PARLIAMENTARY DEBATES

HOUSE OF COMMONS

OFFICIAL REPORT

Fifth Standing Committee on Statutory Instruments, &c.

GAMING ACT (VARIATION OF FEES) SCOTLAND ORDER 1989

Wednesday 26 April 1989

LONDON

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1

The Committee consisted of the following Members:

Chairman: SIR JOHN STRADLING THOMAS

Brown, Mr. Ron (Edinburgh, Leith)

Burt, Mr. Alistair (Bury, North)

Carrington, Mr. Matthew (Fulham)

Douglas-Hamilton, Lord James (Parliamentary Under-Secretary of State for Scotland)

Favell, Mr. Tony (Stockport)

Gorst, Mr. John (Hendon, North)

Hood, Mr. Jimmy (Clydesdale)

Knapman, Mr. Roger (Stroud)

McKelvey, Mr. William (Kilmarnock and Loudoun)

Maclean, Mr. David (Penrith and The Border)

Mans, Mr. Keith (Wyre)

Marshall, Mr. David (Glasgow, Shettleston)

Michie, Mrs. Ray (Argyll and Bute)

Monro, Sir Hector (Dumfries)

Montgomery, Sir Fergus (Altrincham and Sale)

Mudd, Mr. David (Falmouth and Camborne)

Wilson, Mr. Brian (Cunninghame, North)

Wray, Mr. Jimmy (Glasgow, Provan)

Mr. J. R. Rose, Committee Clerk

2
3 Fifth Standing Committee on Statutory Instruments, &c. Wednesday 26 April 1989

[SIR JOHN STRADLING in the Chair]

GAMING ACT (VARIATION OF FEES) SCOTLAND ORDER 1989

10.30 am

Motion made, and Question proposed, That the Committee has considered the Gaming Act (Variation of Fees) Scotland Order 1989.—[Lord James Douglas-Hamilton]

Mr. Donald Dewar (Glasgow, Garscadden): This is an interesting little order, which touches on a sensitive area of public policy. The Minister should explain what lies behind the variation of fees. Is it simply a fiscal update, or is an element of public policy involved? Do the Government have a positive or negative attitude to the gaming industry? I apologise to the Committee, as I am not a member of it, although I am entitled to speak. I also apologise for the absence of my hon. Friend the Member for Cunninghame, North (Mr. Wilson), who has been called unexpectedly to Scotland. I am a late substitute off the bench. However, the Opposition do not wish the order to be nodded through, despite that disadvantage. Perhaps a straight inflation factor has been applied in the order, but it would help the Committee if the Minister commented on the system and history of the charges. Are they an attempt to recover administrative costs or is there an element of taxation? We are dealing with large sums of money. The cost of the issue of a machine certificate has gone up to £2,250—a significant sum. I assume that that relates to gaming and fruit machines in golf clubs, public houses and other public places.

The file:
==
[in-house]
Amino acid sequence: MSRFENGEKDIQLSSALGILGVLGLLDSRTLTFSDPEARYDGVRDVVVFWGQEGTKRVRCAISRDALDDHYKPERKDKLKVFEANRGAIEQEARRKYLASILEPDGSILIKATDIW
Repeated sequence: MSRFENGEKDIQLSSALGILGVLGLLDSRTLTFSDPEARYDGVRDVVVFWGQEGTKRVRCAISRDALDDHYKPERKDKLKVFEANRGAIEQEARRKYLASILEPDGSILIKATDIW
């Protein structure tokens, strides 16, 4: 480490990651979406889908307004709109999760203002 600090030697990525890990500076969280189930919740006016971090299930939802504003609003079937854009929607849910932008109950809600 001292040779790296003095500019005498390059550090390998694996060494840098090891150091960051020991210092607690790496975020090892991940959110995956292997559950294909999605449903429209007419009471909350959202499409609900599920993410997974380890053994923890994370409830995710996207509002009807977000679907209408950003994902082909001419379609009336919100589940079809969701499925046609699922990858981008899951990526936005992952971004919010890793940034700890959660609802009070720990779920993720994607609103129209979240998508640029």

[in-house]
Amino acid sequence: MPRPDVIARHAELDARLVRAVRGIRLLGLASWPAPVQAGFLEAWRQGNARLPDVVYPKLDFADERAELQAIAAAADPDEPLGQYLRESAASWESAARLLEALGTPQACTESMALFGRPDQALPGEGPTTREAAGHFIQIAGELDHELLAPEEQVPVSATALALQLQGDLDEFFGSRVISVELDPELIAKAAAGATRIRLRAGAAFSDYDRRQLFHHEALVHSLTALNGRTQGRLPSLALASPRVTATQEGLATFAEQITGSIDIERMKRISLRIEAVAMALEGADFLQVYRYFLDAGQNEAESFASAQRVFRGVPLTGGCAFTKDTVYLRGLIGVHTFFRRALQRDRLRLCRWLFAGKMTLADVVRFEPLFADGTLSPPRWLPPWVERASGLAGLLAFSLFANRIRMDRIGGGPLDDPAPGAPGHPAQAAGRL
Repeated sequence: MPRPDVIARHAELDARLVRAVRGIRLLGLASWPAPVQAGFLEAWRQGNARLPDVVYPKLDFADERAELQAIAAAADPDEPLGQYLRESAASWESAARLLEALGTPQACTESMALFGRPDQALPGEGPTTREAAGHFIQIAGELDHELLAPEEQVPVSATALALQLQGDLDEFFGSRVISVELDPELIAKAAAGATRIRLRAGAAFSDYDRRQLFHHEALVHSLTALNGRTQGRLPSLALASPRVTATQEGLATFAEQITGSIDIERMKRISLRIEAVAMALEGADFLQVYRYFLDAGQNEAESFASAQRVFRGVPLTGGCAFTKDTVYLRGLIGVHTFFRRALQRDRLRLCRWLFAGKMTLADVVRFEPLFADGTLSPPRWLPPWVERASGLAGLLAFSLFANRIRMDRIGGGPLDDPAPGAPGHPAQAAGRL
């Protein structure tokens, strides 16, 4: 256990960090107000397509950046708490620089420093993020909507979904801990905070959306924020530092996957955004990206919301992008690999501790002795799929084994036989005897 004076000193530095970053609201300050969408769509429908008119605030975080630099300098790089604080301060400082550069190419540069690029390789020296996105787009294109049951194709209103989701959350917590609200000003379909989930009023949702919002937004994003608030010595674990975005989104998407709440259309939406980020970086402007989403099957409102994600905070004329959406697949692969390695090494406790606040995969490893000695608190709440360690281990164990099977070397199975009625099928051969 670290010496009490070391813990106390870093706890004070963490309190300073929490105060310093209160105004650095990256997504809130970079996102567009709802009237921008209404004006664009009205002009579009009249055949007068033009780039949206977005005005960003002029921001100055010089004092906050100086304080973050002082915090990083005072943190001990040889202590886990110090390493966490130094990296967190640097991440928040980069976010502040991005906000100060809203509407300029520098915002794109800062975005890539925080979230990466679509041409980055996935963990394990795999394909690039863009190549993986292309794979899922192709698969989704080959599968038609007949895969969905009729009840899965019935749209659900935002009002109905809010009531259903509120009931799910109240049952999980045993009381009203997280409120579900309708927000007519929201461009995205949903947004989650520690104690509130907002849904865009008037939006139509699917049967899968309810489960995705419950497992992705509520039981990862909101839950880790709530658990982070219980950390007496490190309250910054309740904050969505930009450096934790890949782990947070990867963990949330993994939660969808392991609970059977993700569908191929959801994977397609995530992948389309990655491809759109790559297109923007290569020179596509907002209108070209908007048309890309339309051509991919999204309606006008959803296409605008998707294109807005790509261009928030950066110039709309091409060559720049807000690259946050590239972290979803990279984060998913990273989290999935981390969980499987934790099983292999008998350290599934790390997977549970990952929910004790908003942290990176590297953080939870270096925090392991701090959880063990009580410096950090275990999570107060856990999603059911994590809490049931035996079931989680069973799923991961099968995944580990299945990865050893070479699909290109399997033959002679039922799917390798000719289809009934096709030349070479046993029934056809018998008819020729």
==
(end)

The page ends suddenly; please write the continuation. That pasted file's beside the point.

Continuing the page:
Mr. John Maxton (Glasgow, Cathcart): Labour clubs.

Mr. Dewar: As my hon. Friend has reminded me, such machines may even be found in Labour clubs and other such admirable organisations.

Mr. William McKelvey (Kilmarnock and Loudoun): And Liberal clubs.

Mr. Dewar: Yes, even Liberal clubs. I have never been on the committee of such an organisation, but I believe that the machines are extremely profitable. That may be reflected in the certificate fee of more than £2,000. Was the profit margin considered in drafting the order? Clearly, the Minister cannot give an average return figure for the machines, because the number of coins that are put in is infinitely variable, but how are the machines controlled? Is it by profit margin on the rate at which coins are put through? What profit margin would such a machine be likely to produce? A substantial charge is to be levied for a gaming licence under subsection (3)(a) and (4)(a) of the schedule to the order. I appeal to the Minister, in sackcloth and ashes, to explain the difference between the gaming licences covered by the two subsections. I assume that they relate to different types of gaming licence. 4 I see some intelligent and interested faces on the Conservative side of the Committee. I always think that, because of their lifestyle and range of interests, Conservative Members are more familiar with gambling than Opposition Members. That may be a calumny, but there are tall tales about their attachment to the turf and the Government's inability to get a full turn-out on those significant days in the year when green-swards are paraded on in fancy regalia. My serious point, however, is that Conservative Members may know a good deal about the mechanics of gambling. The Minister should explain the differences between the various types of gaming licences referred to in the schedule. The increase from £25,000 to £28,000 is substantial. To my modest eyes, that is big money, although it may represent only a small additional cost in the normal profitability of a well-established betting shop. The Minister whom I do not regard as a typical gambling man, will no doubt be happy and, I trust, willing, to fill in the details.

10.36 am